June 21, 2017

Dare County Adopts Budget for Fiscal Year 2018

The Dare County Board of Commissioners adopted its budget for fiscal year 2018 that will maintain county services and address needs that are long overdue.

The General Fund budget for next year is 6.28% ($6,537,761) more than the current year budget.  Most of this increase (79%) is because of 7 pressing items, several of which have been deferred for many years. Driving this increase are expenditures for public safety, schools, county employees, and preserving access through our inlets. 

In order to maintain the current level of county services and address these long postponed items, the property tax rate will increase from $0.43 to $0.47 per $100 of valuation. Applying the tax rate to a property valued at $250,000 will amount to an additional $100 for the year.

This is the first tax increase, exclusive of revaluation, in seven years. 

Per a Dare County press release, since the recession of 2008, the county has been frugal in the provision of its services, with operating costs, exclusive of schools and mandated expenses, actually decreasing by 0.33% in 2017.  Dare County has maintained its services and paid for its schools without an increase in taxes since 2011. In doing so, the county did not address increased call volumes for EMS, did not keep employee salaries market competitive, did not address the need for an E911/EOC facility, postponed repairs to infrastructure, and postponed necessary vehicle replacements. 

These public and staff safety concerns and longstanding salary issues, together with school funding and inlet maintenance were needed and could not be postponed further, reads the press release. In presenting the budget, County Manager Robert Outten noted that, “Without these items the rest of the budget increased by only 1.33% or $1,384,418, which is substantially less than the cost of living index of 2.8%.” 

Chairman Woodard said, “For months we carefully looked at every budget line item in a series of public sessions and did everything we possibly could to avoid a tax increase.  However, it had to be done at this time in order to maintain county services and properly provide for emergency services and fund schools for our children.”  Woodard added, “The Dare County Board of Commissioners is committed to sound financial management and will continue to be frugal with every taxpayer dollar.”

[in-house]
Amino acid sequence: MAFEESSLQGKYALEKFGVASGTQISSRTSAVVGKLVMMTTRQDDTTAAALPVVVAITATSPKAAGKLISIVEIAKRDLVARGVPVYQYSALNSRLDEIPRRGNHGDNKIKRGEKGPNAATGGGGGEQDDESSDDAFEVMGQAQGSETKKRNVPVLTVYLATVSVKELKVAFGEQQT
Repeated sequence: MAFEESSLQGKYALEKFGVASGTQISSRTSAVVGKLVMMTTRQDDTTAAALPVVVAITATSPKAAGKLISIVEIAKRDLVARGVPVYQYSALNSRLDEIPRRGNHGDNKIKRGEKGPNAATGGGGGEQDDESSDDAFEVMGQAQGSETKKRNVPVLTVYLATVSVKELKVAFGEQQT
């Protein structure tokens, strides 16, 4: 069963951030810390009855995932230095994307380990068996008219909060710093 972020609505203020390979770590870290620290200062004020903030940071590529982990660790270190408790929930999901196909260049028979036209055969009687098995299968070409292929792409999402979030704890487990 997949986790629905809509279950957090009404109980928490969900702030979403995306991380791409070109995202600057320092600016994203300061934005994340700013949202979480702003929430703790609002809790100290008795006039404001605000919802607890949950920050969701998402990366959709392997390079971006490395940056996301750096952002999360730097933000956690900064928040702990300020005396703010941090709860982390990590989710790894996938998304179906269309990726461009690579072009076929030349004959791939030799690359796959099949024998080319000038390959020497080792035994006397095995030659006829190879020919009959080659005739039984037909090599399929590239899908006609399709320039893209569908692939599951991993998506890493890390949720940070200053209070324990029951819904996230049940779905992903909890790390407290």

After four budget workshops, which were open to the public, the Board unanimously agreed to cut various departmental requests.  Further, the Board prioritized maintaining current service levels, addressing public and staff safety needs, maintaining school funding, addressing long standing salary issues, and maintaining our inlets.  These critical issues, totaling over $5.1 million, are addressed in the budget as follows:

  1. $1,599,552 for additional EMS resources to meet the increasing demand for Emergency Medical Services.

  2. $372,549 for the Regional E911/Emergency Operations Center, which was built with a $7,000,000 grant from the State.

  3. $678,653 additional for Dare County Schools under the school funding formula.

  4. $1,707,515 to implement the results of a salary study that compensates county employees based on marketplace comparisons.  This is the first salary study that has been done since 2005.

  5. $391,440 merit pay allocation as recommended in the salary study.

  6. $236,082 for Inlet Maintenance.

  7. $164,552 mandated increase in retiree supplemental health costs.

The total budget for the next fiscal year is $158,147,931 and consists of 11 different funds.  The largest portion of the total budget is the General Fund, which represents $110,698,050 for fiscal year 2018. The entire Dare County budget for fiscal year 2018 and 2019 is available on the Dare County website www.darenc.com

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